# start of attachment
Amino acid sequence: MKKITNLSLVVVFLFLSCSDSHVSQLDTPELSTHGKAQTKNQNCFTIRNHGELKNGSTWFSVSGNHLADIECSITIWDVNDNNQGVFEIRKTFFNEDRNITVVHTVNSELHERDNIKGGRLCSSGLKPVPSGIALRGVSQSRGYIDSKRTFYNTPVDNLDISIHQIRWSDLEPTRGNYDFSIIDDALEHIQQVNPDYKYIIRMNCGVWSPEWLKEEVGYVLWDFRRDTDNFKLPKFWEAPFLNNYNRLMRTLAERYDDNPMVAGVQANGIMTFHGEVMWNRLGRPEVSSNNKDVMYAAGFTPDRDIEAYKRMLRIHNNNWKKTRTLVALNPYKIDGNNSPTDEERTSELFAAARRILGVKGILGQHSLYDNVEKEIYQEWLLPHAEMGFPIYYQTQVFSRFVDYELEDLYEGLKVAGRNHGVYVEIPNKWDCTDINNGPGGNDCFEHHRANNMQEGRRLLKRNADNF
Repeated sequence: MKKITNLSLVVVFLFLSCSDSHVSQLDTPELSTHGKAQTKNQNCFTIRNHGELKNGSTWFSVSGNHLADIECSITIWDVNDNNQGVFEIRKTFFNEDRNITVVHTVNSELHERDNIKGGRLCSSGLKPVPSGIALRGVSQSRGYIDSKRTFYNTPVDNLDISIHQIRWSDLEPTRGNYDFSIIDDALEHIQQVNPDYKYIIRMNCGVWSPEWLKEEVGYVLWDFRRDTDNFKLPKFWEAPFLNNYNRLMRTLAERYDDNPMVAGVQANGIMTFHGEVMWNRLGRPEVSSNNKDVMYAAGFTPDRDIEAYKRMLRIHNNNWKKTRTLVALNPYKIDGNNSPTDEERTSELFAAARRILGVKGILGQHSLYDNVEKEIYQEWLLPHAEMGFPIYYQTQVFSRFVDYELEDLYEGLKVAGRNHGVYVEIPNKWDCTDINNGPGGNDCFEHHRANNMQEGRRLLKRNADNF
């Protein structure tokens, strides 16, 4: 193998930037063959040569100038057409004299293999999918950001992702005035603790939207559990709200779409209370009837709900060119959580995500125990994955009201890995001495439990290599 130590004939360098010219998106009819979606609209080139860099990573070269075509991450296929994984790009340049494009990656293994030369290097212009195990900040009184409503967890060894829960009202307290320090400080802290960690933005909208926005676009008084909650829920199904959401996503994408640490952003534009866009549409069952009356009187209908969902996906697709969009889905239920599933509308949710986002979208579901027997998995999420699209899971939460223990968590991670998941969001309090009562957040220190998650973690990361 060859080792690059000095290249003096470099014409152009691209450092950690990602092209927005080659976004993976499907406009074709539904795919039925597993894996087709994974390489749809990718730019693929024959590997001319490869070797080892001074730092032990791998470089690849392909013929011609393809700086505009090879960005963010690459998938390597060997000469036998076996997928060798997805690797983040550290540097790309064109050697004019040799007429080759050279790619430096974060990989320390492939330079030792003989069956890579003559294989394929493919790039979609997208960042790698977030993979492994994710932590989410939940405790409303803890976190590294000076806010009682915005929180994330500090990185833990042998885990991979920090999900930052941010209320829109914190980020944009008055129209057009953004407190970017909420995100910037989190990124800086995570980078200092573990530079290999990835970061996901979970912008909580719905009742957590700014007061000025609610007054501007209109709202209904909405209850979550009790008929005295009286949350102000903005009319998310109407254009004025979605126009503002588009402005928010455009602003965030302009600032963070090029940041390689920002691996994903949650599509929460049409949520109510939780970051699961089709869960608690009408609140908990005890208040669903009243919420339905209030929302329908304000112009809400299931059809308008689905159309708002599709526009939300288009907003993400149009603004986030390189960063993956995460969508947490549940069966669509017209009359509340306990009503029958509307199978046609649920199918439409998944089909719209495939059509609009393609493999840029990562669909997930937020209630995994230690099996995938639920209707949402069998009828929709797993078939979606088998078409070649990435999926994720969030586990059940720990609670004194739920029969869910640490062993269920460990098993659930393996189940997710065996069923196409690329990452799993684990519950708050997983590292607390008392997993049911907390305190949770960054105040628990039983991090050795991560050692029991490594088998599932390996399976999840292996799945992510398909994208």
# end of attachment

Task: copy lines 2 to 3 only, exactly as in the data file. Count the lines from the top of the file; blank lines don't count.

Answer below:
Repeated sequence: MKKITNLSLVVVFLFLSCSDSHVSQLDTPELSTHGKAQTKNQNCFTIRNHGELKNGSTWFSVSGNHLADIECSITIWDVNDNNQGVFEIRKTFFNEDRNITVVHTVNSELHERDNIKGGRLCSSGLKPVPSGIALRGVSQSRGYIDSKRTFYNTPVDNLDISIHQIRWSDLEPTRGNYDFSIIDDALEHIQQVNPDYKYIIRMNCGVWSPEWLKEEVGYVLWDFRRDTDNFKLPKFWEAPFLNNYNRLMRTLAERYDDNPMVAGVQANGIMTFHGEVMWNRLGRPEVSSNNKDVMYAAGFTPDRDIEAYKRMLRIHNNNWKKTRTLVALNPYKIDGNNSPTDEERTSELFAAARRILGVKGILGQHSLYDNVEKEIYQEWLLPHAEMGFPIYYQTQVFSRFVDYELEDLYEGLKVAGRNHGVYVEIPNKWDCTDINNGPGGNDCFEHHRANNMQEGRRLLKRNADNF
């Protein structure tokens, strides 16, 4: 193998930037063959040569100038057409004299293999999918950001992702005035603790939207559990709200779409209370009837709900060119959580995500125990994955009201890995001495439990290599 130590004939360098010219998106009819979606609209080139860099990573070269075509991450296929994984790009340049494009990656293994030369290097212009195990900040009184409503967890060894829960009202307290320090400080802290960690933005909208926005676009008084909650829920199904959401996503994408640490952003534009866009549409069952009356009187209908969902996906697709969009889905239920599933509308949710986002979208579901027997998995999420699209899971939460223990968590991670998941969001309090009562957040220190998650973690990361 060859080792690059000095290249003096470099014409152009691209450092950690990602092209927005080659976004993976499907406009074709539904795919039925597993894996087709994974390489749809990718730019693929024959590997001319490869070797080892001074730092032990791998470089690849392909013929011609393809700086505009090879960005963010690459998938390597060997000469036998076996997928060798997805690797983040550290540097790309064109050697004019040799007429080759050279790619430096974060990989320390492939330079030792003989069956890579003559294989394929493919790039979609997208960042790698977030993979492994994710932590989410939940405790409303803890976190590294000076806010009682915005929180994330500090990185833990042998885990991979920090999900930052941010209320829109914190980020944009008055129209057009953004407190970017909420995100910037989190990124800086995570980078200092573990530079290999990835970061996901979970912008909580719905009742957590700014007061000025609610007054501007209109709202209904909405209850979550009790008929005295009286949350102000903005009319998310109407254009004025979605126009503002588009402005928010455009602003965030302009600032963070090029940041390689920002691996994903949650599509929460049409949520109510939780970051699961089709869960608690009408609140908990005890208040669903009243919420339905209030929302329908304000112009809400299931059809308008689905159309708002599709526009939300288009907003993400149009603004986030390189960063993956995460969508947490549940069966669509017209009359509340306990009503029958509307199978046609649920199918439409998944089909719209495939059509609009393609493999840029990562669909997930937020209630995994230690099996995938639920209707949402069998009828929709797993078939979606088998078409070649990435999926994720969030586990059940720990609670004194739920029969869910640490062993269920460990098993659930393996189940997710065996069923196409690329990452799993684990519950708050997983590292607390008392997993049911907390305190949770960054105040628990039983991090050795991560050692029991490594088998599932390996399976999840292996799945992510398909994208």